In a past blog post, I discussed different dimensions of culture. You may have noticed that race was not included in my list of cultural dimensions. This usually surprises people because race is often the first thing people focus on when we talk about cultural diversity. However, not including race wasn’t a mistake. It was a very deliberate decision. Why? The answer is pretty simple. There is no such thing as race.
By definition, race is a divisive term created to classify people into categories based on their skin color, hair texture, facial features, and body size. In fact, the United Nations Educational, Scientific and Cultural Organization (UNESCO) issued a statement in 1950 asserting that all humans belong to the same species and that race is not a biological reality. The idea of different races is a myth. In fact, studies have found that the genes of Caucasians, Africans, Asians, Latinos, and Native Americans are 99.9% identical!
Because I do not want to perpetuate the idea that there are different races, I stopped using the word. I think it is more accurate to talk about ethnic background which takes into account skin color, as well as other physical and cultural characteristics. I also use terms like ethnicity, cultural group, and skin color to help identify different groups of people.
I realize that not using the word isn’t a perfect solution. And I am certainly not advocating a “colorblind” approach that ignores our differences. Quite the opposite. But when we talk about our differences, it is important to make sure we are not using a word that has no scientific merit and is simply a social construct.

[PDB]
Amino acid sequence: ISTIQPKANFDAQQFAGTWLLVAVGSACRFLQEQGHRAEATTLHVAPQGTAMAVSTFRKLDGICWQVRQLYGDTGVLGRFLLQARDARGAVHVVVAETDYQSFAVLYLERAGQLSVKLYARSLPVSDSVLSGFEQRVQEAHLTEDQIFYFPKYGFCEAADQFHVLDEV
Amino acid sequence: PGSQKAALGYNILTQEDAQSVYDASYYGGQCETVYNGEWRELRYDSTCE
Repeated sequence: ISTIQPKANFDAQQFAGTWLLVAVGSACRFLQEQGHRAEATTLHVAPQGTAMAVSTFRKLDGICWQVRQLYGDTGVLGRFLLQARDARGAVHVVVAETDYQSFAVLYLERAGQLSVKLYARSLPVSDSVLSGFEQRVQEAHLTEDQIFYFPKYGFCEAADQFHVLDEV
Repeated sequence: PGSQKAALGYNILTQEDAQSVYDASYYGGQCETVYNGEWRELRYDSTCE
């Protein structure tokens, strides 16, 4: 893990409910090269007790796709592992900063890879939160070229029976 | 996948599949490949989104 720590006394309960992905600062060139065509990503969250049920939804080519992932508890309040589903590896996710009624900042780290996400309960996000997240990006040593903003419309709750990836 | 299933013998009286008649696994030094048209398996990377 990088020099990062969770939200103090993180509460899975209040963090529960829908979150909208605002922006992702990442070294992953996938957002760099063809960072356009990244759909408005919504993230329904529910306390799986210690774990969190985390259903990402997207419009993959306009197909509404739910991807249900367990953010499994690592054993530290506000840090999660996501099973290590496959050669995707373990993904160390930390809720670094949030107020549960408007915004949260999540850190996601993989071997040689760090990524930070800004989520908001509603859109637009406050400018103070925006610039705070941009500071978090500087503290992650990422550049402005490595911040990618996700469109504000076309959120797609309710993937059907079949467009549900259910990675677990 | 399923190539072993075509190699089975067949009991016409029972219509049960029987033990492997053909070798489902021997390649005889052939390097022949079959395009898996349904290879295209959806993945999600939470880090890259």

Part of becoming culturally competent is changing our behavior. One easy step is to stop using this word. Let’s not perpetuate a myth! To practice, I encourage you to read the books I mentioned in my last blog. As you do, challenge yourself to talk about differences without saying the word race.
What can you do instead? Try describing people in terms of their skin color. No bias. No prejudice. No labels. Just an observation about the color of a person’s skin. Observations about skin color can be communicated in the same way you would describe someone’s hair or eye color. This is how we should see skin color as well. It’s a physical attribute and nothing more. While the labels white, black, and brown might not be very accurate, they serve all of us better than race. An even better option is using more realistic and accurate descriptions, like the ones you’ll find in the packs of Crayola Multicultural Crayons and Crayola Multicultural Markers.
In the future, I will share more ideas for talking to your children about skin color. There are a lot of great ways to bring up this topic without perpetuating the myth of race. It just takes some practice and commitment to change. Are you ready to make the change and stop using this divisive word?